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Find out about Spanish Tapas and how they originated...
Colourful Spanish Tapas
Just the ticket!
Over the many years I have lived in Spain, I have never tired of the omnipresent 'tapa' available 'on tap' (!) in the famous 'tapas bars' throughout the length and breadth of the country These are traditionally small bite-sized snacks often on display in Spanish bars and intended to be taken together with a small glass of wine or beer. I find them just the ticket when I have no time to shop/cook/get home for lunch etc., and on several occasions I have survived for a few days at a time on 'tapas' alone! In Some places they are often only available before lunch-time late morning and before dinner in the evening. (A very important fact to note in order to avoid great disappointment!) You do not usually find tapas in restaurants or cafeterias in Spain as they tend to be considered a speciality in themselves. However, I wonder how many people are aware of the interesting historical origin of the Spanish 'tapa'.
What a great idea
History or legend?
The meaning ' una tapa' in English is 'a cover' or 'lid'. Some historians believe that it refers to a small snack served in a 'taberna' in Spain, its origin dating back to medieval times. One theory is that it had become noticeable that flies and other impurities were attracted to the wine in clients' drinking vessels by tavern owners and so it became customary to serve the wine or beer with a kind of cover, or 'tapa', consisting of a piece of bread large enough to cover the cup itself. This obviously prevented any undesirable visitor from landing in the cup.However, there are several other theories...
King Alfonso X the Wise
King Alfonso X The Wise
Some historians believe that 'tapas' were all due to King Alfonso X The Wise, medieval King of Castille, in the XIII century. It is said that Alfonso became ill and was not able to take wine, so his physicians advised him (very wisely) to take small bites of food to accompany his wine! When he recovered he issued a decree obliging all tavern owners to serve small pieces of food with wine or beer served and apparently this law is still in force as it has never been removed!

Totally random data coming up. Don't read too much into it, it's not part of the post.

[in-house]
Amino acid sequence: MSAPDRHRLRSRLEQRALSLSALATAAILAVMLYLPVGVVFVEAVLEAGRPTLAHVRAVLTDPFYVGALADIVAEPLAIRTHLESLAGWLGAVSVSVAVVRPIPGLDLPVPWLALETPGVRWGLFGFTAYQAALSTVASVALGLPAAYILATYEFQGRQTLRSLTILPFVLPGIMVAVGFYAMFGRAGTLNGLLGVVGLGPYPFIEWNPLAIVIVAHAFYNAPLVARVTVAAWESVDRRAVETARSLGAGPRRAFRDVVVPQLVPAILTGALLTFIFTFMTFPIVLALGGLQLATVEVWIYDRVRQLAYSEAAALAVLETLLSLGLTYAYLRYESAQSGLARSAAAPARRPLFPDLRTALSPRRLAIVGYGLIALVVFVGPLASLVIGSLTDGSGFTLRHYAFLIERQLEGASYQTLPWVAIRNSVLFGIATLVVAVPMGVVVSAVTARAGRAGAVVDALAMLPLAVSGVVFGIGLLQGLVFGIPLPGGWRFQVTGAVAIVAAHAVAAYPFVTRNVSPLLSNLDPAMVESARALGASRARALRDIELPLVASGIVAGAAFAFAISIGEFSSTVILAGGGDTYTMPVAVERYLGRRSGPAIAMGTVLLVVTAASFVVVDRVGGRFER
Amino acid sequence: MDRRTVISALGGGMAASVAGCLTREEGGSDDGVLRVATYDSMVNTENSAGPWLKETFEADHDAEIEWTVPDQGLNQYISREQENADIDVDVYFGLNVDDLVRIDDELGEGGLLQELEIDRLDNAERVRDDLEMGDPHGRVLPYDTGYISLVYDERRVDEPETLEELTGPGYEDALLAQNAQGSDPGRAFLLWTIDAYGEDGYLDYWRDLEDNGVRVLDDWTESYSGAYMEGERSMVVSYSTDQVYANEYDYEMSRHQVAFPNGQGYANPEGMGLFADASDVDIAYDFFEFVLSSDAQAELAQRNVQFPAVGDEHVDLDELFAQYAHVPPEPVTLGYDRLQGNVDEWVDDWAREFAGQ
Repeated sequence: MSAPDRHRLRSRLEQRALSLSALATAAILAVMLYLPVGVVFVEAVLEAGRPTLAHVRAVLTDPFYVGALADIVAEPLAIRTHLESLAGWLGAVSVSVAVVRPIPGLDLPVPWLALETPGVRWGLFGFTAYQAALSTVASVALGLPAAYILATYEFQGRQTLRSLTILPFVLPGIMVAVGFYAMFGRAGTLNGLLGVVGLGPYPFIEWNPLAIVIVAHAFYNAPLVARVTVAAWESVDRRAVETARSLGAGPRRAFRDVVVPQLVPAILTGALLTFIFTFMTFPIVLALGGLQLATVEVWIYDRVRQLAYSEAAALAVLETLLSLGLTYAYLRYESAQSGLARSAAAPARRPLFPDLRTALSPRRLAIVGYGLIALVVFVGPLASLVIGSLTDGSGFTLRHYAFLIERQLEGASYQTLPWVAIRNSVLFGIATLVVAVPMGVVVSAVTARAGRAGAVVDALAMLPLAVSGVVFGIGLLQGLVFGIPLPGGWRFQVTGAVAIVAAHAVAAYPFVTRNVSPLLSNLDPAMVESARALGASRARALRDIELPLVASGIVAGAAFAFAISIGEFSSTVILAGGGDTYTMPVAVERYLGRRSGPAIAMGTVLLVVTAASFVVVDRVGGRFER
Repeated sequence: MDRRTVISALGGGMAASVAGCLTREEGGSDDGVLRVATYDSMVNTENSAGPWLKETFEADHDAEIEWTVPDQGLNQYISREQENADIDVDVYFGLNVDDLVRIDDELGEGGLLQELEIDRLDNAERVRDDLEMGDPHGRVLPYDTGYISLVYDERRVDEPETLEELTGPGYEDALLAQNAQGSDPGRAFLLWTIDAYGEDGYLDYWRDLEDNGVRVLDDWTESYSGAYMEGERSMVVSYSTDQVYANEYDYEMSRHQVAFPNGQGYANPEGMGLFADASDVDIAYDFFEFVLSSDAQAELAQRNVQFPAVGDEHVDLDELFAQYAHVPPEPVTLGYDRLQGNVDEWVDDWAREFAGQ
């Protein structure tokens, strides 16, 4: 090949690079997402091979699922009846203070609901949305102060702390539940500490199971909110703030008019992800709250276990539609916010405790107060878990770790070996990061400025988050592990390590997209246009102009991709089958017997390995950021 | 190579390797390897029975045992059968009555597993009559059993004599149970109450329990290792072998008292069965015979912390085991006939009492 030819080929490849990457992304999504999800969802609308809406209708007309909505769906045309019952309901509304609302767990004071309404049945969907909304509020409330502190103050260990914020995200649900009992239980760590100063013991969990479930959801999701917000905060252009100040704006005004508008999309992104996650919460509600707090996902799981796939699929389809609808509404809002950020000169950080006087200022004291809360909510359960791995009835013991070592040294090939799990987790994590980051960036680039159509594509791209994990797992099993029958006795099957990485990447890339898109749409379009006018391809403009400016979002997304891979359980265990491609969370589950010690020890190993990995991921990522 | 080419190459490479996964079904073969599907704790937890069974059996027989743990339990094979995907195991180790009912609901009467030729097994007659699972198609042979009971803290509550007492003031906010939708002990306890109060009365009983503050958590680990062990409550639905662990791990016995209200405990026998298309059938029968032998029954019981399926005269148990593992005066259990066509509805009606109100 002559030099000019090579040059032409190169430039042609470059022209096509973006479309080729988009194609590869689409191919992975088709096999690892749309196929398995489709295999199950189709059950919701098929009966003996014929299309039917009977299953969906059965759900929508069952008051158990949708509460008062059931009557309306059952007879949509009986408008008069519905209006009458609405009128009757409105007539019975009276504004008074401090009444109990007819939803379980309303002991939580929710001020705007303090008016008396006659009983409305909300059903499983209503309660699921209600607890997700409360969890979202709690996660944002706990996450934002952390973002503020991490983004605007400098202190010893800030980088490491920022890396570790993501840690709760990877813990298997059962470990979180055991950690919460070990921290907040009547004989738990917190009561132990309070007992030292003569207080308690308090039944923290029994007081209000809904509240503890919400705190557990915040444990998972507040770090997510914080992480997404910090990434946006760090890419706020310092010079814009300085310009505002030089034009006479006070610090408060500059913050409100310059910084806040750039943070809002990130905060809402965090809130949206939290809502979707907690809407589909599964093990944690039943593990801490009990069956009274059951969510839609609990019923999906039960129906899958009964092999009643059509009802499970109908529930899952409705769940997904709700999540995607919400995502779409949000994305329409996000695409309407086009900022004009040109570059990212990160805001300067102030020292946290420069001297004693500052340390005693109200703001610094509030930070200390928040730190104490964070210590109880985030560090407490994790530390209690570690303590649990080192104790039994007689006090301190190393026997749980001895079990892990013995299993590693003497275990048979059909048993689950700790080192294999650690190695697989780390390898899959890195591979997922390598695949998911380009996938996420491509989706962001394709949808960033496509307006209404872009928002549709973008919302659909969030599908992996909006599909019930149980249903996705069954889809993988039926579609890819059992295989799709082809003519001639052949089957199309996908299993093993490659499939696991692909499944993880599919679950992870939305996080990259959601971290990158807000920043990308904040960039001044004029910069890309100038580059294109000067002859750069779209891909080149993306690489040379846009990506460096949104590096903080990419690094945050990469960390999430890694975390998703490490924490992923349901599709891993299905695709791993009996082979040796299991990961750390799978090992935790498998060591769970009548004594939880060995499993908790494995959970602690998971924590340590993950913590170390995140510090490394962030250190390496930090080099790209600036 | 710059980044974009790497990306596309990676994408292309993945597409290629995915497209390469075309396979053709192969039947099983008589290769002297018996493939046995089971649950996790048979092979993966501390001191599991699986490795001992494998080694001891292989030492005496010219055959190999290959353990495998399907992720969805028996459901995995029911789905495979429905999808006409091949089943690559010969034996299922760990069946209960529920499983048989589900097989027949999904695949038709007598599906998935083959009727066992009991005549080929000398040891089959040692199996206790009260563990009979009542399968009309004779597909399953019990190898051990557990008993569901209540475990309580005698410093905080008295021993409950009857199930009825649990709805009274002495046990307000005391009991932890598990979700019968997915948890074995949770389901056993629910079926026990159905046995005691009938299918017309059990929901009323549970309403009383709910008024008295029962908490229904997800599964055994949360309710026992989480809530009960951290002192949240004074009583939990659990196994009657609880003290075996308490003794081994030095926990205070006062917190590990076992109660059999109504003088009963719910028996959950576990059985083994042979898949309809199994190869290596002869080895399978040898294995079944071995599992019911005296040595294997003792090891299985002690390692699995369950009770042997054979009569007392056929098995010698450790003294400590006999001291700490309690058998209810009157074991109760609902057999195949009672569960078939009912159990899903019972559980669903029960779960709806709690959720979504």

There is more!
However, the origin of 'tapas' has also been attributed to two other kings! It is also said that King Felipe the Third of Spain (1578-1621) ordered a small snack of food to be served with all alcohol, in order to keep his subjects sober, or at least more sober. Apparently, the effects of alcohol were imparing his subjects capacity for work on the lands (for him, no doubt!)
Feast for a king?
Another legend tells that really it was all down to King Alfonso XII (1857-1885) while travelling along the windy coast of Cádiz in Andalucía. When he stopped for a well-earned rest, he was served wine by a local tavern owner on the beach. Because the coast of Cádiz is so windy, sand was blowing into his drink and the tavern keeper covered his goblet with a piece of Spanish cured ham! Apparently he asked for another wine with a 'tapa' or cover to keep the sand out!
You have got to try them for yourself!
In the midst of all this myth and legend I can only recommend you to get down to your local 'bar de tapas' to deliberate on the historical origins of such wonder, while you let your eyes drift lazily along the splendour of colours spread before you enticingly across the bar! Only there will it become clear that the origins although fascinating, really do not matter all the time.
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